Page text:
As one Democrat, Assemblyman Harvey Munford, considered voting with the Republicans to create a primary, Reid called him from Washington, D.C. and told the African-American legislator he had to stick with Reid for the first black president’s sake. It worked, setting the table for the 2016 cycle. Reid had ensured the Democrats would be able to register thousands of voters, tap into the organizational behemoth he could control and watch as the Republicans struggled to organize their caucus with a state party most of the GOP-elected elite disdained.
This was nothing new for Reid. The meddler-in-chief has been sticking his nose where he thinks it belongs for decades, even reaching as far down as local races, with mixed success. He once recruited a far-right failed congressional candidate to switch to the Democratic Party to try to defeat a Clark County Commission candidate he despised. The plan failed.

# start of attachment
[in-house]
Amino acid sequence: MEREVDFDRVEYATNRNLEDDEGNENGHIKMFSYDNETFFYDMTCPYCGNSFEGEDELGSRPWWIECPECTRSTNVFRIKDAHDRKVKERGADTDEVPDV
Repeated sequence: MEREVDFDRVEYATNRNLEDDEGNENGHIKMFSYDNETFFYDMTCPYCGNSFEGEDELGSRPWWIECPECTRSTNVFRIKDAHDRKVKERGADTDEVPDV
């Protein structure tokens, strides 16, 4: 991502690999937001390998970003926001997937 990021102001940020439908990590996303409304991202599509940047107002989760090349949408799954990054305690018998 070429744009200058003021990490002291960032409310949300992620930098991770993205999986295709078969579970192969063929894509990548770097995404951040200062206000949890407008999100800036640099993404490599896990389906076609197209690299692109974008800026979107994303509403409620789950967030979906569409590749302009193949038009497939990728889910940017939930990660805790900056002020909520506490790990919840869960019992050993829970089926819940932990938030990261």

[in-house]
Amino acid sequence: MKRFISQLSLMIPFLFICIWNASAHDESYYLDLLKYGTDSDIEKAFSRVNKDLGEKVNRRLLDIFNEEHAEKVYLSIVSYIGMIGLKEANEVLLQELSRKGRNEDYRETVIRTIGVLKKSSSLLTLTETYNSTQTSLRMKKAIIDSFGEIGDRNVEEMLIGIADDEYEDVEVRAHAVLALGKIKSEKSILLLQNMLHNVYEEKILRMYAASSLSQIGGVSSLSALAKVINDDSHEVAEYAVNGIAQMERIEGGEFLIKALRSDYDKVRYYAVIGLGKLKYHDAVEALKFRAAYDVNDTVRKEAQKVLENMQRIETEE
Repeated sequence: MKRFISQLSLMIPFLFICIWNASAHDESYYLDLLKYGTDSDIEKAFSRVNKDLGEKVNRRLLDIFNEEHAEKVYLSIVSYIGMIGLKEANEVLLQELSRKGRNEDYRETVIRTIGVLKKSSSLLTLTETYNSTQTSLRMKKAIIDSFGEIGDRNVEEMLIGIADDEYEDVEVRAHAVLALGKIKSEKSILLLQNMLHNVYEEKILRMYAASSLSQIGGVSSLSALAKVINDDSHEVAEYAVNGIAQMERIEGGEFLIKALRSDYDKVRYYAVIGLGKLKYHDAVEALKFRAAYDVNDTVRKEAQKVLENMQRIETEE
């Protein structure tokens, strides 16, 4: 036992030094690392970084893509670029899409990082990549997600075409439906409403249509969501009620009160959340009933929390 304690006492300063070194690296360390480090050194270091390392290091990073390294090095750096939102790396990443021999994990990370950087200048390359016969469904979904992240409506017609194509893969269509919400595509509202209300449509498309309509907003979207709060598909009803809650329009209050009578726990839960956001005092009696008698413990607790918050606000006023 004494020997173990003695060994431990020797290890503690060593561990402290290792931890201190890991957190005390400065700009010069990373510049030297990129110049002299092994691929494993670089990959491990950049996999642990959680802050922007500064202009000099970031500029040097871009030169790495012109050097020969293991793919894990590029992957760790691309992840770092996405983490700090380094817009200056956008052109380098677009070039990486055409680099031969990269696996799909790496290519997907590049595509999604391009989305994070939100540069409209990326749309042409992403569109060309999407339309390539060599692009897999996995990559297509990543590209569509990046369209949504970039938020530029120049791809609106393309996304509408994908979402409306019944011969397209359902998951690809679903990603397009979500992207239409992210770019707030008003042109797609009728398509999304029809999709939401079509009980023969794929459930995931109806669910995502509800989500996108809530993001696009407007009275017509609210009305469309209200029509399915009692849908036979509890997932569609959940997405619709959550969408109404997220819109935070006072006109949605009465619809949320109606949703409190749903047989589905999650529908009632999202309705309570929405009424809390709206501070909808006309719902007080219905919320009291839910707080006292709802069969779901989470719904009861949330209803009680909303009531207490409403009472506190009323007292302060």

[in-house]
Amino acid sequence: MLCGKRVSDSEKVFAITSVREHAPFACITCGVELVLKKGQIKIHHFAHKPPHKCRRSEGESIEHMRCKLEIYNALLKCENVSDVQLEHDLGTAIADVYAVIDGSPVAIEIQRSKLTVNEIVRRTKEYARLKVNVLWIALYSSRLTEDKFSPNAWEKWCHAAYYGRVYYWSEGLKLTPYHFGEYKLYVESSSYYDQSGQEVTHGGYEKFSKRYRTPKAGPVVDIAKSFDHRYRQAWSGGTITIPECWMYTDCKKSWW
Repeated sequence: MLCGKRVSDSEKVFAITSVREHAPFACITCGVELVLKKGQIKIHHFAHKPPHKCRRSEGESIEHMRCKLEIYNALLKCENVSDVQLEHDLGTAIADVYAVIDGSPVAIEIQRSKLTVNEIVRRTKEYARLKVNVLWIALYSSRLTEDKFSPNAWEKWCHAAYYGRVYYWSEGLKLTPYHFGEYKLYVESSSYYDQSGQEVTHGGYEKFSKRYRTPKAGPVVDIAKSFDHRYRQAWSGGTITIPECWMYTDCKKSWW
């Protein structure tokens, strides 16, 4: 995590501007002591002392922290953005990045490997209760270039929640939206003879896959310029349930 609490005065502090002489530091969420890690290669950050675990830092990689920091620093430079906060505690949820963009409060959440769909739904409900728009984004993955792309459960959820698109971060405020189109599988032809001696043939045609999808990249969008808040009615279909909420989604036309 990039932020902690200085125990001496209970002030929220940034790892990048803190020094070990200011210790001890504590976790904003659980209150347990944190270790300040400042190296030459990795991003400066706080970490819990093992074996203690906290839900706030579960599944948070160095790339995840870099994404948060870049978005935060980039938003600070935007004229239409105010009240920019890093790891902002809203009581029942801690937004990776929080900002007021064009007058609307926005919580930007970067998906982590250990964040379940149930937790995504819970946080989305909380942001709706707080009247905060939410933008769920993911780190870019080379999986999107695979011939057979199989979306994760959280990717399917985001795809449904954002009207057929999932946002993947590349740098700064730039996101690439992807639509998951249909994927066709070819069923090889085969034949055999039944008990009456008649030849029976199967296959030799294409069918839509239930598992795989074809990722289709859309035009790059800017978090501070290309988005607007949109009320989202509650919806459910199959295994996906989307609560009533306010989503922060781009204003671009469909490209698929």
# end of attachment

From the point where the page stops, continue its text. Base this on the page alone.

Reid often has been accused by other Nevada Democrats—only in whispers, of course—of being mostly concerned about his own preservation. While his maneuvers, especially securing Nevada an early caucus in 2007, also have helped him (in his reelection in 2010), his insularity often blinds partisans to his grandmaster’s ability at the chess game. But the Bobby Fischer of Nevada politics showed his first signs of weakness in 2012. Obama easily won the state, but Reid was unable to keep Rep. Shelley Berkley, who was plagued by a House ethics probe, out of the Senate race. He watched appointed Republican Dean Heller eke out a win.